Skip to main content

Dexamethasone can attenuate the pulmonary inflammatory response via regulation of the lncH19/miR-324-3p cascade

Abstract

Objective

To investigate lncRNAs and their roles in regulating the pulmonary inflammatory response under dexamethasone (Dex) treatment.

Methods

IL-1β (10 ng/mL) and LPS (1 μg/mL) was used to construct inflammatory cell models with A549 cells; IL-1β performed better against LPS. Different concentrations of Dex were used to attenuate the inflammation induced by IL-1β, and its effect was assessed via RT-PCR to detect inflammatory cytokine-related mRNA levels, including those of IKβ-α, IKKβ, IL-6, IL-8, and TNF-α. Furthermore, ELISA was used to detect the levels of the inflammatory cytokines TNF-α, IL-6, and IL-8. RT-PCR was used to quantify the levels of lncRNAs, including lncMALAT1, lncHotair, lncH19, and lncNeat1. LncH19 was most closely associated with the inflammatory response, which was induced by IL-1β and attenuated by Dex. Among the lncRNAs, the level of lncH19 showed the highest increase following treatment with 1 and 10 μM Dex. Therefore, lncH19 was selected for further functional studies. LncH19 expression was inhibited by shRNA transduced with lentivirus. Cell assays for cell proliferation and apoptosis as well as RT-PCR, western blot, and ELISA for inflammatory genes were conducted to confirm the functions of lncH19. The predicted target miRNAs of lncH19 were hsa-miR-346, hsa-miR-324-3p, hsa-miR-18a-3p, hsa-miR-18b-5p, hsa-miR-146b-3p, hsa-miR-19b-3p, and hsa-miR-19a-3p. Following estimation via RT-PCR, hsa-miR-346, hsa-miR-18a-3p, and hsa-miR-324-3p showed consistent patterns in A549 NC and A549 shlncH19. An miRNA inhibitor was transfected into A549 NC and A549 shlncH19 cells, and the expression levels were determined via RT-PCR. hsa-miR-324-3p was inhibited the most compared with hsa-miR-346 and hsa-miR-18a-3p and was subjected to further functional studies. RT-PCR, ELISA, and western blotting for inflammatory gene detection were conducted to validate the functions of the target hsa-miR-324-3p.

Results

Treatment with 1 and 10 μM Dex could effectively attenuate the inflammatory response. During this process, lncH19 expression significantly increased (P < 0.05). Therefore, treatment with 1 μM Dex was used for further study. Under IL-1β treatment with or without Dex, lncH19 inhibition led to an increase in cell proliferation; a decrease in cell apoptosis; an increase in the protein levels of inflammatory genes; phosphorylation of P65, ICAM-1, and VCAM-1; and increase inflammatory cytokines. Prediction of the targets of lncH19 and validation via RT-PCR revealed that miR-346, miR-18a-3p, and miR-324-3p negatively correlate with lncH19. Additionally, Dex increased the lncH19 expression but reduced that of the miRNAs. Among the miRNAs, miR-324-3p was the most markedly downregulated miRNA following treatment of miRNA inhibitors. The MTS assay and cell apoptosis assay showed that the miR-324-3p inhibitor inhibited cell proliferation and induced cell apoptosis, thereby significantly attenuating the inflammatory response, which reversed the effect of lncH19 in regulating cell proliferation and the secretion of inflammatory cytokines (P < 0.05). Therefore, lncH19 might regulate miR-324-3p in pulmonary inflammatory response under Dex treatment.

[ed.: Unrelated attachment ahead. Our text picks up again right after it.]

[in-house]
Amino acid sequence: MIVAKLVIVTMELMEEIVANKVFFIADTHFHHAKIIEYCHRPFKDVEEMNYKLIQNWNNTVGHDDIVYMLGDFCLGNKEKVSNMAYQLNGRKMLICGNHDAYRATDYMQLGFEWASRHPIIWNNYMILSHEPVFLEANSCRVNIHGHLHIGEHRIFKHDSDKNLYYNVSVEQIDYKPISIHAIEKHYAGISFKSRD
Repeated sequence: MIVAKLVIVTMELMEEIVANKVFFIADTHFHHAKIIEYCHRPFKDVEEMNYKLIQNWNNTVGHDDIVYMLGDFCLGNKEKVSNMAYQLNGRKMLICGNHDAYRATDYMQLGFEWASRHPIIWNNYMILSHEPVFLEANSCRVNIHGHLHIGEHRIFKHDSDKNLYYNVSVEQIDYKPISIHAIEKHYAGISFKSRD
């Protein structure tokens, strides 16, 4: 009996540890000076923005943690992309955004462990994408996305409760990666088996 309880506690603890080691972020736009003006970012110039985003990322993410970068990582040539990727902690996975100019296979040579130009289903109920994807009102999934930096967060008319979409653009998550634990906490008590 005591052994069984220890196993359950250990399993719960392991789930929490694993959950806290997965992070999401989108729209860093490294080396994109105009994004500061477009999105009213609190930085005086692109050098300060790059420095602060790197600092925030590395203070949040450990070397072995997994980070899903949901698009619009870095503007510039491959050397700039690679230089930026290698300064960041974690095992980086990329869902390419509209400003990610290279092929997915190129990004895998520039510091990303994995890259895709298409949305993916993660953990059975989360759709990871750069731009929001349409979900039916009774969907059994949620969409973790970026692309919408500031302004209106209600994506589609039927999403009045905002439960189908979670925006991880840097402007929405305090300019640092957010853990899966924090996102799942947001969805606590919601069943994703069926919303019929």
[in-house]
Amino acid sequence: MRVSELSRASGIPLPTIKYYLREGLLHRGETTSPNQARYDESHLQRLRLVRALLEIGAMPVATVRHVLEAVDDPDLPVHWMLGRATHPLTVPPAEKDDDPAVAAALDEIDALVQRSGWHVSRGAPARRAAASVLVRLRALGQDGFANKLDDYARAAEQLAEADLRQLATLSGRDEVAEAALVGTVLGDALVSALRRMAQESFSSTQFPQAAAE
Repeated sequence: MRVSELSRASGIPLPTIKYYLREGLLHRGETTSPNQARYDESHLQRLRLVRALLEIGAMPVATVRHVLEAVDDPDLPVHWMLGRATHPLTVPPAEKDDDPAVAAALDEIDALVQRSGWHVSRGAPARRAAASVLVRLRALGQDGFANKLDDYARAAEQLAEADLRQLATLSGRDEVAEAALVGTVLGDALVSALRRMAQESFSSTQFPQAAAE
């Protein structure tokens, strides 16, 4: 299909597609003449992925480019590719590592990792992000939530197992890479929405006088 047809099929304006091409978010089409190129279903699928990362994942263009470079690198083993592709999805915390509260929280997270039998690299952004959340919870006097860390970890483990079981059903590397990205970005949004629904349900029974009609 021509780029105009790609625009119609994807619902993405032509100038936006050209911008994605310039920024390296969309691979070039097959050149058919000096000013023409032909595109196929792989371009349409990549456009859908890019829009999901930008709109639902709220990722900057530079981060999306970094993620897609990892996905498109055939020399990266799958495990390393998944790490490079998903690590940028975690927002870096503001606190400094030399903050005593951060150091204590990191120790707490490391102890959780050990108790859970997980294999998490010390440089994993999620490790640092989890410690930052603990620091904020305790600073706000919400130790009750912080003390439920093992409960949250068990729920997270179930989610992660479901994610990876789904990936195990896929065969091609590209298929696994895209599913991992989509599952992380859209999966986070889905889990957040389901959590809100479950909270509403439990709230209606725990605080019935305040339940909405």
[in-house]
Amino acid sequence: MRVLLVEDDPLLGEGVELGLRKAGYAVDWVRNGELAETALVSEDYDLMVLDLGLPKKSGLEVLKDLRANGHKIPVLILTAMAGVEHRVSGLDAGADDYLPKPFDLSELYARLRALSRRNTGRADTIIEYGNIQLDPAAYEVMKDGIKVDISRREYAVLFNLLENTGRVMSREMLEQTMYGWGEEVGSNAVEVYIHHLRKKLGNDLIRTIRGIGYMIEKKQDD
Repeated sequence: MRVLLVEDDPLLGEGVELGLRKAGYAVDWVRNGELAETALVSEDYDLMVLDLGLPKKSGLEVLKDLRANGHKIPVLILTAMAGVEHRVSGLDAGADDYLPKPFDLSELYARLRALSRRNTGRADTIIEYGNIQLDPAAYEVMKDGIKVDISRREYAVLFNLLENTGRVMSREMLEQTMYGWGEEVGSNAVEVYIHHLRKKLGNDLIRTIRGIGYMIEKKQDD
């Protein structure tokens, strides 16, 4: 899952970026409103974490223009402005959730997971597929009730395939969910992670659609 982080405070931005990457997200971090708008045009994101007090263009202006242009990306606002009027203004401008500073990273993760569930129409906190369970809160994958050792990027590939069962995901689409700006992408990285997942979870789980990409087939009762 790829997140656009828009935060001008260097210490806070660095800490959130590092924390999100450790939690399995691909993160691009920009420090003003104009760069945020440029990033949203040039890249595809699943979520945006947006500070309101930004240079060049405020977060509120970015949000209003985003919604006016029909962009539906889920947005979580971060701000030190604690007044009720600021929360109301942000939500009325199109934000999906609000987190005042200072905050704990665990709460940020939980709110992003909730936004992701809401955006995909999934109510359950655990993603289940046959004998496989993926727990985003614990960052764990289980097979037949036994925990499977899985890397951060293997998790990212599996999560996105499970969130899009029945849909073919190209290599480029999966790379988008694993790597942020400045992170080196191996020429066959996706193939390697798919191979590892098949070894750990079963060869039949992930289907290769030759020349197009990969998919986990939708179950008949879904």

Conclusion

Dex can attenuate the pulmonary inflammatory response by regulating the lncH19/miR-324-3p cascade.

Introduction

Pulmonary inflammatory defense is initiating by mobilizing inflammatory cells and phlogistic factors into the lung [1]. Airway epithelial cells activation is the first line of defense for airway and lung from inflammation [2]. Epithelial cells recognize microorganisms via toll-like receptors; activate the NF-κΒ signaling pathway; and increase airway epithelial inflammatory cytokines, such as IL-8, IL-1α, and tumor necrosis factor-α (TNF-α) [3]. However, immune imbalance caused by excessive or chronic inflammation can lead to a variety of lung diseases, including asthma, acute lung injury and diffuse interstitial disease [4]. Inflammatory cytokines are involved in inducing, prolonging, and amplifying the inflammatory response; inducing airway hyperresponsiveness by promoting the growth, proliferation and differentiation of eosinophils, and promoting the generation of allergy-specific immunoglobulin E. Wilson. found that some of the therapeutic efficacy of inhaled corticosteroids is mediated via the inhibition of NF-κΒ-regulated gene expression [5]. NF-κΒ is a transcription factor that regulates several cytokine and adhesion molecule genes expressed during allergic inflammation, including colony-stimulating factor, TNF-α, intercellular adhesion molecule (ICAM)-1, and vascular cell adhesionmolecule-1 (VCAM-1) [5]. Dexamethasone (Dex) is a synthetic glucocorticoid that exerts anti-inflammatory effects by inhibiting the NF-κΒ signaling pathway [6]. However, the molecular mechanism of Dex in pulmonary inflammatory diseases remains unclear.